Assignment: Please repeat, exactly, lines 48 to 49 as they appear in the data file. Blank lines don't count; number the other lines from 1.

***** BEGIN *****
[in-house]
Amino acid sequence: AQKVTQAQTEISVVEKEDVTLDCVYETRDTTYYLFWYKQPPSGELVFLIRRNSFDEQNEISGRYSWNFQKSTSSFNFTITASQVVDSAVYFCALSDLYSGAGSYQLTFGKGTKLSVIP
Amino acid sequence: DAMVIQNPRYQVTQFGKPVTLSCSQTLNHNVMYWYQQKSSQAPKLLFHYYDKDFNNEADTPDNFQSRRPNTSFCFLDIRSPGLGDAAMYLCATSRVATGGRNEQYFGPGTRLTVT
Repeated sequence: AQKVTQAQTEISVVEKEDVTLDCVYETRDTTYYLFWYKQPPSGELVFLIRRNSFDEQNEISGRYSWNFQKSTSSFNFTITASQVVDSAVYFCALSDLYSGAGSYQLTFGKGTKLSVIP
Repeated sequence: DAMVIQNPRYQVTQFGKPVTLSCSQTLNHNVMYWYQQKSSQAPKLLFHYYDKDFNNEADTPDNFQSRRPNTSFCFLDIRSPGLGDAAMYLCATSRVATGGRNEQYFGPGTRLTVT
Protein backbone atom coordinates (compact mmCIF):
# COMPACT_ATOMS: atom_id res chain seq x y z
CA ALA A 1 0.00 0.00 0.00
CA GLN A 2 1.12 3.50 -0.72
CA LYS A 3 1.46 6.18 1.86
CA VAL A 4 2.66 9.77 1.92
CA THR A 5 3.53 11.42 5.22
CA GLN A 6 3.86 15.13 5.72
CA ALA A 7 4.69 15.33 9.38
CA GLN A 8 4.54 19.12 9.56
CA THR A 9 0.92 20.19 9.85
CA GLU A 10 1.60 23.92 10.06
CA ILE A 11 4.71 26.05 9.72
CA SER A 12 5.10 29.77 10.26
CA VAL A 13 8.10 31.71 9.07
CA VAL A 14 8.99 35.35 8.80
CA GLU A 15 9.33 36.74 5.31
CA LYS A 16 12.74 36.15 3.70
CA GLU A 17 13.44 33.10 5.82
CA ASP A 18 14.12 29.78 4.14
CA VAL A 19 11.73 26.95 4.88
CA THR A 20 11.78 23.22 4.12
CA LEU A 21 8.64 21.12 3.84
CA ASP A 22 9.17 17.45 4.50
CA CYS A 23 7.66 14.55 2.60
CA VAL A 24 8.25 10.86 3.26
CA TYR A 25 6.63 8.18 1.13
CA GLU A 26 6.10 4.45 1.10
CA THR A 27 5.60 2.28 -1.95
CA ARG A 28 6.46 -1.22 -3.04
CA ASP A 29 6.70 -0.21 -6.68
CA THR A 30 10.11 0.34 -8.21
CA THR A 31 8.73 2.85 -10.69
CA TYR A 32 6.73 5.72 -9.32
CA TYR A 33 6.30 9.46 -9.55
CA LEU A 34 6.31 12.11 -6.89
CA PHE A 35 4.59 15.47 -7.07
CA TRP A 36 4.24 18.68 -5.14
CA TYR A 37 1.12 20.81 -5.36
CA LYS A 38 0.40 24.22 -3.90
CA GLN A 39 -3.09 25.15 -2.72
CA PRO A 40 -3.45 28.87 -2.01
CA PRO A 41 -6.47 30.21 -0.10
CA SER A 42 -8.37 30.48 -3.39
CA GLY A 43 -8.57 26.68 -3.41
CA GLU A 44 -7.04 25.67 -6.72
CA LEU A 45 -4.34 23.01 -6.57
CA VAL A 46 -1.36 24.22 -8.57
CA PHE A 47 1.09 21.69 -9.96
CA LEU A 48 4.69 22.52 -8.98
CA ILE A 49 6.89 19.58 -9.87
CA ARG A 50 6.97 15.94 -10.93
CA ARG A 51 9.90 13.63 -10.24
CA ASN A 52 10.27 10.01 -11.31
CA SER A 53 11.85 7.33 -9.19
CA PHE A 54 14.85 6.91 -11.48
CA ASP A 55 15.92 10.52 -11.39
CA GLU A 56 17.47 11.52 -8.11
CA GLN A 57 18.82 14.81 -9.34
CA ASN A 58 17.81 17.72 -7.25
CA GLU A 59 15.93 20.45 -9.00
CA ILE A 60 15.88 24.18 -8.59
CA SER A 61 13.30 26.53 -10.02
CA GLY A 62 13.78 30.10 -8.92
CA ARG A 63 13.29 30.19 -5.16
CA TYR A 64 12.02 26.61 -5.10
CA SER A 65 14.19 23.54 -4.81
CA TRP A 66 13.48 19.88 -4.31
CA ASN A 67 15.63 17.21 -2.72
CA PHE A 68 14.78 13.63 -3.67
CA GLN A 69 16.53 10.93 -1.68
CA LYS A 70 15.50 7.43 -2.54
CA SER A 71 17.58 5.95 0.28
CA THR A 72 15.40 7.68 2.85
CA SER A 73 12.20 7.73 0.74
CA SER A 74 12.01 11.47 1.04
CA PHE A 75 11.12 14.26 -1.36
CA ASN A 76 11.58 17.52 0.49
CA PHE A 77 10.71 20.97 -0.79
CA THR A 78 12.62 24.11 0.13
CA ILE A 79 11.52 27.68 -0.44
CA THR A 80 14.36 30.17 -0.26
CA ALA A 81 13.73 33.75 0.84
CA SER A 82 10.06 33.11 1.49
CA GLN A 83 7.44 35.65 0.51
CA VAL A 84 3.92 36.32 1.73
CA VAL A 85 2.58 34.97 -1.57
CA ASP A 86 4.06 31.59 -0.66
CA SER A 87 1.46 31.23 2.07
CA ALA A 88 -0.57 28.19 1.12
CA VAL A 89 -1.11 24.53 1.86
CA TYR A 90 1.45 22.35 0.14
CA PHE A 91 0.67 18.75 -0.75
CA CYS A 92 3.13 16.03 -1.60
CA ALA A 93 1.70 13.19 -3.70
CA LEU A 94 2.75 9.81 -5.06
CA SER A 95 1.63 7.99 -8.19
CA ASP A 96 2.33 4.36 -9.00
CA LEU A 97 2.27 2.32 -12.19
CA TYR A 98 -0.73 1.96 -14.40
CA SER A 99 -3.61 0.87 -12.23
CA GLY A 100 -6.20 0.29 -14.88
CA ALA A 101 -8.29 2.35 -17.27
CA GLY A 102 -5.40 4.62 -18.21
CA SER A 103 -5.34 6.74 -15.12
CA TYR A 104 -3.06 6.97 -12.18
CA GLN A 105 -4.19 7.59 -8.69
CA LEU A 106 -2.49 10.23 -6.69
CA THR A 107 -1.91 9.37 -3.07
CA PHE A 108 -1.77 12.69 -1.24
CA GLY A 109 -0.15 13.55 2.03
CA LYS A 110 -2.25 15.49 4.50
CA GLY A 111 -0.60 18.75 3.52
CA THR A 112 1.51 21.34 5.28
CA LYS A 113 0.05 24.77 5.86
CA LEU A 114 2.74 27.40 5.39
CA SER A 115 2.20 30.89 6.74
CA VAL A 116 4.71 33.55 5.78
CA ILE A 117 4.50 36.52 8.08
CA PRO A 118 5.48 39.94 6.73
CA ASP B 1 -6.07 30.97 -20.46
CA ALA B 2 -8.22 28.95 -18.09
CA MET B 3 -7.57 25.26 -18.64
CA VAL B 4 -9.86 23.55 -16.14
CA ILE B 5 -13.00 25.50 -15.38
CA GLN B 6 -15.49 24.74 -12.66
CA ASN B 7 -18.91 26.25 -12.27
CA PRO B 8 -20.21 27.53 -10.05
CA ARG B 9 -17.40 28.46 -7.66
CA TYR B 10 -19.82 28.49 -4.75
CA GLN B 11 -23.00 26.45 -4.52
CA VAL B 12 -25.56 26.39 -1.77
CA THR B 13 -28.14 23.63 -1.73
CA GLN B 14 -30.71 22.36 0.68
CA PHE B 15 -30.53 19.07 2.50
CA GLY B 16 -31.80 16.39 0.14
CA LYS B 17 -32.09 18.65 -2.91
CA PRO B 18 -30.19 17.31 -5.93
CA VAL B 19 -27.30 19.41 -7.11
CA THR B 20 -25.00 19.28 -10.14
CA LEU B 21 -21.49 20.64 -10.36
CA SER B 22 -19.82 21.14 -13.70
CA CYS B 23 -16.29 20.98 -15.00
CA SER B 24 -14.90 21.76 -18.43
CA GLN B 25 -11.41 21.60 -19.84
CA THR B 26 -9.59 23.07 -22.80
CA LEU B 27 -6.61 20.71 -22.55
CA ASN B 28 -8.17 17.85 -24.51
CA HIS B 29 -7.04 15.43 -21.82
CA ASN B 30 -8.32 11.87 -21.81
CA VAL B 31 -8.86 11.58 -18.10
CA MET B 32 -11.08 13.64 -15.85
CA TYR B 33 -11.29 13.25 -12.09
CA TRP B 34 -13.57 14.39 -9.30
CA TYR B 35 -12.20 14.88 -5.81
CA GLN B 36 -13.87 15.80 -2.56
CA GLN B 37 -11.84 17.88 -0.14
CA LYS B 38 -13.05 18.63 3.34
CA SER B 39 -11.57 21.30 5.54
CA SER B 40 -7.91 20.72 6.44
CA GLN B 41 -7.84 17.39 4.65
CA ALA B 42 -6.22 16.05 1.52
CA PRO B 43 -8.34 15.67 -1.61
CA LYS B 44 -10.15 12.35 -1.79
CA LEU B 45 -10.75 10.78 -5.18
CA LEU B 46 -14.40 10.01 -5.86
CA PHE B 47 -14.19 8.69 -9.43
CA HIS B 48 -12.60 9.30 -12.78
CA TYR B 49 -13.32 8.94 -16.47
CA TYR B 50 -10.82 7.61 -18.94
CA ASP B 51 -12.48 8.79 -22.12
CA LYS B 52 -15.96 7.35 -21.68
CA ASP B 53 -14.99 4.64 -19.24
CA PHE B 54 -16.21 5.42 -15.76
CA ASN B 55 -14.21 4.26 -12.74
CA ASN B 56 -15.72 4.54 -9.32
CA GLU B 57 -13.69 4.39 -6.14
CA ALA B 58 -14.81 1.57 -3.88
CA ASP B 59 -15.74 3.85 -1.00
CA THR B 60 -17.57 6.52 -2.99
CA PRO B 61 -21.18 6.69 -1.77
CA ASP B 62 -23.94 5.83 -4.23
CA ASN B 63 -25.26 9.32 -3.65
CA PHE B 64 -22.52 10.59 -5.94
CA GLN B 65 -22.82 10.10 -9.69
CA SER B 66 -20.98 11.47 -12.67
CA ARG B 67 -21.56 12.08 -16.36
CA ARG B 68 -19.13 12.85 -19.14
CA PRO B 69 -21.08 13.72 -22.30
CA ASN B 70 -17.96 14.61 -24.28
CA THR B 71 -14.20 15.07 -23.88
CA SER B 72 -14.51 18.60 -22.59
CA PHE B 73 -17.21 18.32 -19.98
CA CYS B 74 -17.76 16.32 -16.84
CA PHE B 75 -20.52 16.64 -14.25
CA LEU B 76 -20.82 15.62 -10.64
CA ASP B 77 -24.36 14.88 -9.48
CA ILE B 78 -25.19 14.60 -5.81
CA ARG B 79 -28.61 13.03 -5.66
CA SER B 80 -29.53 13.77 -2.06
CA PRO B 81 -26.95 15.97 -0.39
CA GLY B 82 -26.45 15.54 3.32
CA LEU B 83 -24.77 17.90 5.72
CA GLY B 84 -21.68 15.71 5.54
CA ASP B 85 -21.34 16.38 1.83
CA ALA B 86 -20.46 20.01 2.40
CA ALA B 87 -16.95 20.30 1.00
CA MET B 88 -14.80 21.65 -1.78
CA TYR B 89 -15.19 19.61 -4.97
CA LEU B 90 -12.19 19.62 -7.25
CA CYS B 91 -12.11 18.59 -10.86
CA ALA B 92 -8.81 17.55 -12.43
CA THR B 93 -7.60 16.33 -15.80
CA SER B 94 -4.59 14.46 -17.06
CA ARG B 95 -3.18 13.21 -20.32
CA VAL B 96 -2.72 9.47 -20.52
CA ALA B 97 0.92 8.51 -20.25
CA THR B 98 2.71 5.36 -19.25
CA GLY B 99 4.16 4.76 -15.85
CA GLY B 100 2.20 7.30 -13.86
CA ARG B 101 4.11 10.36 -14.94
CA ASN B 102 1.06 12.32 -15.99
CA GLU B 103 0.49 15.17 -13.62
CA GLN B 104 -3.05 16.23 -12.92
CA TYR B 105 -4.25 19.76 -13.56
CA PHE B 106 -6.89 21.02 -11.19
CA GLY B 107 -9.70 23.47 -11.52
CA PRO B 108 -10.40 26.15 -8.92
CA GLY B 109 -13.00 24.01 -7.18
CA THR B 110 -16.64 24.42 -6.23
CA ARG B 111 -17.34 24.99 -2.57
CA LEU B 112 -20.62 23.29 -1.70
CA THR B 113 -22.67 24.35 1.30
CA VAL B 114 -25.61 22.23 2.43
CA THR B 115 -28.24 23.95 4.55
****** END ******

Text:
CA PRO A 41 -6.47 30.21 -0.10
CA SER A 42 -8.37 30.48 -3.39